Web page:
When I was preparing to be a school leader, I had hoped that I would be able to lead in a way that meant I wasn’t like a “manager.” That word connotes some less than savory images, especially when one hopes to lead organizations in a way that inherently recognizes and supports the leadership within all staff members dependent on specific tasks and overall job. However, I wasn’t truly expecting the many ways in which I had to balance being a “leader” with being a “manager”. What I learned over time was that being a good manager complemented collaborative leadership and also allowed teachers to do what they do best with fewer distractions. Managing my own schedule as a school administrator was a way in which I could attend to management tasks but also work within my own vision framework and be that instructional leader that is so vital.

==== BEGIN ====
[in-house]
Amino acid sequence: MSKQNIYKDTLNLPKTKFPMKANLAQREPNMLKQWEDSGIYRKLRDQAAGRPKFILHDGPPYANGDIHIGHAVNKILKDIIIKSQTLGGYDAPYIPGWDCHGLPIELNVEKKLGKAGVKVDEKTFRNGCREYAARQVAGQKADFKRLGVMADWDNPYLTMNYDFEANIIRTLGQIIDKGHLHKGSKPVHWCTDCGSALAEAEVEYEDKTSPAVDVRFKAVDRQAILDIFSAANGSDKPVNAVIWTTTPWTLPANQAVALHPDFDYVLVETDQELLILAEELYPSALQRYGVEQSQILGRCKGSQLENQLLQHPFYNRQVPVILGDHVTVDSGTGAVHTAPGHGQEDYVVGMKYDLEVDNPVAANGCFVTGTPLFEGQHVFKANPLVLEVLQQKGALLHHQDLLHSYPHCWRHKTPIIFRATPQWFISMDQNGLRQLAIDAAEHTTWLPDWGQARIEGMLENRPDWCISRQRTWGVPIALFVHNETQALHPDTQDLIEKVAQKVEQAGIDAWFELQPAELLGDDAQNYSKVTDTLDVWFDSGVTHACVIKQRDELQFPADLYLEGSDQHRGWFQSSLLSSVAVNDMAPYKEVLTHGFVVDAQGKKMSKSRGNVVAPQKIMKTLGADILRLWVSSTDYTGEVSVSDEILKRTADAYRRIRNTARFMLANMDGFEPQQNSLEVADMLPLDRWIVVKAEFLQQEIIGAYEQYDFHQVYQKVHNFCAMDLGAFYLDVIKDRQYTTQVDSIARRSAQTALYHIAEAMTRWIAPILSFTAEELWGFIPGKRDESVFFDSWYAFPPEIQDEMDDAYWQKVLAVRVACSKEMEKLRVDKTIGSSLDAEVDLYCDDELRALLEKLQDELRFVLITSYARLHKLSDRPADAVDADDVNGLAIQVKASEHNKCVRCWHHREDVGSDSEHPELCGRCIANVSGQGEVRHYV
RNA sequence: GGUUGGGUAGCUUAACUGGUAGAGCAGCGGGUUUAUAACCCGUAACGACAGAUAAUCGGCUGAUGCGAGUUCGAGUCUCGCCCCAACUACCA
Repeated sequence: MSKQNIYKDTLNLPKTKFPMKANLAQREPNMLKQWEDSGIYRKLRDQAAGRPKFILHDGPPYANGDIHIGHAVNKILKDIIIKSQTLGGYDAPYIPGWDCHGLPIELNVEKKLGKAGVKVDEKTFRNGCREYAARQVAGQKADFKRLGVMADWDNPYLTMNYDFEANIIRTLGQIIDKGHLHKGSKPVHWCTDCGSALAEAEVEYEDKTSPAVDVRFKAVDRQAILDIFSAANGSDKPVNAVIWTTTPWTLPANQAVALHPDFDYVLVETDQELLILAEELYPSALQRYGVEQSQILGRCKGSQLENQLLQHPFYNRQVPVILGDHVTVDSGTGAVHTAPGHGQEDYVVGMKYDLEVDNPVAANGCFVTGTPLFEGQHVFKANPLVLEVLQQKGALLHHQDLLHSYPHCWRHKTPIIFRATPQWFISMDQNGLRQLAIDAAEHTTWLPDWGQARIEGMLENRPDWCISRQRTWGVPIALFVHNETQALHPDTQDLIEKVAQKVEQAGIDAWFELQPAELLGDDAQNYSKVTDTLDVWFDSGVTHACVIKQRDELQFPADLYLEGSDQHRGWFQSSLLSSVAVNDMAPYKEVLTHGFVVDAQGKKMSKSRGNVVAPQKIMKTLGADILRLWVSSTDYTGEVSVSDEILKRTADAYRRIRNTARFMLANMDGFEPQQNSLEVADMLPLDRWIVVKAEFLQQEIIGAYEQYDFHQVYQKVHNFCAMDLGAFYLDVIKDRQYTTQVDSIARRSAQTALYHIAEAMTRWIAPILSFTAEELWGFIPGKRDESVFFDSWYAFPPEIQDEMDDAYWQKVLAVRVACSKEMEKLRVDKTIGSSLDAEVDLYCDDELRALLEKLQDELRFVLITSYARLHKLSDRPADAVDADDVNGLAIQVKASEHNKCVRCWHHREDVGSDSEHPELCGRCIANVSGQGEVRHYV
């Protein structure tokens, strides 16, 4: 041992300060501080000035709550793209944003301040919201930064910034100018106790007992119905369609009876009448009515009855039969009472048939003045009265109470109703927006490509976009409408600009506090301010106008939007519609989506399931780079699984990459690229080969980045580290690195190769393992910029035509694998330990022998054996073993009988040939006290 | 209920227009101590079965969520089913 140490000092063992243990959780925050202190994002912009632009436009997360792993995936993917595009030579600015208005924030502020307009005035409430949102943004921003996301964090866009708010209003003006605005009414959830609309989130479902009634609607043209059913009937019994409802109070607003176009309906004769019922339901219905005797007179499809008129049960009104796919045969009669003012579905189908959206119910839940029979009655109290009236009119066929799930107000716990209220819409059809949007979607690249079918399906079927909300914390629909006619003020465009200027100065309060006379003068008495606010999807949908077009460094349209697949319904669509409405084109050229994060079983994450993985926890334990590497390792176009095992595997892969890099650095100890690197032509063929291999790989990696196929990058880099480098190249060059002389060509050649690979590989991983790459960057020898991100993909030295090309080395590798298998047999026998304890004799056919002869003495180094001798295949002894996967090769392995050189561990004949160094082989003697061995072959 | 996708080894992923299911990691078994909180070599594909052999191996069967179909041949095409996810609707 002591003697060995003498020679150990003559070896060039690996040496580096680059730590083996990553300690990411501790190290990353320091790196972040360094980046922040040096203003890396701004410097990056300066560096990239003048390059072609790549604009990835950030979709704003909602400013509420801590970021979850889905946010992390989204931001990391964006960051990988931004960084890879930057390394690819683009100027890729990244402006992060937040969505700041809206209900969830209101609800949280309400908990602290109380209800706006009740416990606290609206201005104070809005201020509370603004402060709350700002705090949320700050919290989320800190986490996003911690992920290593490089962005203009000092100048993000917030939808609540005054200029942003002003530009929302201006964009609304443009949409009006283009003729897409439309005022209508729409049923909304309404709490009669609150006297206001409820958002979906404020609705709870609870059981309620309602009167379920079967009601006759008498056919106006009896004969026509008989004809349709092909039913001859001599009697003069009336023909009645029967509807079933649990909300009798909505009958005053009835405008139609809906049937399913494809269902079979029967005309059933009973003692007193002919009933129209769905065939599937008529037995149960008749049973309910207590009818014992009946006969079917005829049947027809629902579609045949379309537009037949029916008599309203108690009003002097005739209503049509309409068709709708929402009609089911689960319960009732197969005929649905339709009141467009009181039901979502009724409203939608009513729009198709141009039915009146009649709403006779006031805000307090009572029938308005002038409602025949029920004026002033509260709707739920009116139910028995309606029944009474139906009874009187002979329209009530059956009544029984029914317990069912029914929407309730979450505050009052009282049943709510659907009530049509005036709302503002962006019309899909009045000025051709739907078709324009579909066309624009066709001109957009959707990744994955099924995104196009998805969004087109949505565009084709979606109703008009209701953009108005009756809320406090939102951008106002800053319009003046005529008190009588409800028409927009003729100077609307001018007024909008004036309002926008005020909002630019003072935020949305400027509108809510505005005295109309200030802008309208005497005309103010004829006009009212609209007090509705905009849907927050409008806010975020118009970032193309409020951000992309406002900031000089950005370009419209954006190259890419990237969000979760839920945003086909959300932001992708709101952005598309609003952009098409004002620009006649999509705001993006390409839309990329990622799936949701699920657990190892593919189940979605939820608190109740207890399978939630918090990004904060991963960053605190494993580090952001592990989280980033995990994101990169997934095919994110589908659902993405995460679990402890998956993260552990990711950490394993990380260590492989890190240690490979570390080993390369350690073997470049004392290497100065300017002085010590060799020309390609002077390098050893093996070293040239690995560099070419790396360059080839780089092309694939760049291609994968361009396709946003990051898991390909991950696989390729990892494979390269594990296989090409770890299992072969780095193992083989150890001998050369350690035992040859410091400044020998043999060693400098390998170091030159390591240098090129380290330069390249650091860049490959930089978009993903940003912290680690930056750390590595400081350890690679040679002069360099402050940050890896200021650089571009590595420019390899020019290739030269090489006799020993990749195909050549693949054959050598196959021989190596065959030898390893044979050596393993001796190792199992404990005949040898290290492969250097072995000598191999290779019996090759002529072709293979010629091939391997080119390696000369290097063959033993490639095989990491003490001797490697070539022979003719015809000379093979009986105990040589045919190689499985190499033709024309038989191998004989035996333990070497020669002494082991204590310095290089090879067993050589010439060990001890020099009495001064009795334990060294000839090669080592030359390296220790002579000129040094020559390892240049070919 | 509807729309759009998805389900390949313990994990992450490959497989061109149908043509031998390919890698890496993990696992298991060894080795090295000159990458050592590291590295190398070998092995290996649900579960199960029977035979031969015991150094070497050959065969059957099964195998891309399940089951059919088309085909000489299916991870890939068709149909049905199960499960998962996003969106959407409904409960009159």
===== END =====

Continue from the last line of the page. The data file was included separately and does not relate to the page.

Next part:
I can think of one example specifically. I tried to rarely spend time in my office, even when I was in administrative positions where I had to manage student discipline. If one lets it happen, it can be very easy to get into a pattern of dealing with discipline 24/7, calling students out of class to the office to talk about discipline infractions. Fundamentally, I had severe reservations dealing this way with students and their disciplinary infractions. Most of all, it went against my vision of being proactive, spending time in classrooms with students and teachers. In managing my time and the discipline referrals, I carried a clipboard. Every morning (as it was my norm to be in the building by 6am) I would strategically plan my walk through observations for the day to correspond to certain students I also needed to see in reference to a discipline issue. (*a side note to this would be that this only works with certain kids and certain types of infractions AND the administrator doing this needs to have built the relationships with students and teachers where they understand you will often be present in classrooms). Students missed less class time when I went to them, which supported my philosophy on keeping students in the classrooms as much as possible and the idea that the learning is paramount to anything else happening in a school. Also, my (or any administrator’s) presences and visibility automatically helps to prevent issues before they become major problems.